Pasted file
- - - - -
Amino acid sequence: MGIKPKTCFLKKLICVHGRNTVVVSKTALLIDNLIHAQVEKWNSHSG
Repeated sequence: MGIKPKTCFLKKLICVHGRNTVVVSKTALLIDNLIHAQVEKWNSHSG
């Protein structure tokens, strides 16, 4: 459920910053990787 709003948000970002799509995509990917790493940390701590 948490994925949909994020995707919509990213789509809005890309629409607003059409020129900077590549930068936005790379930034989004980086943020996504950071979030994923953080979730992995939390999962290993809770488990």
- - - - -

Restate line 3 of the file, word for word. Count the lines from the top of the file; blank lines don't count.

């Protein structure tokens, strides 16, 4: 459920910053990787 709003948000970002799509995509990917790493940390701590 948490994925949909994020995707919509990213789509809005890309629409607003059409020129900077590549930068936005790379930034989004980086943020996504950071979030994923953080979730992995939390999962290993809770488990």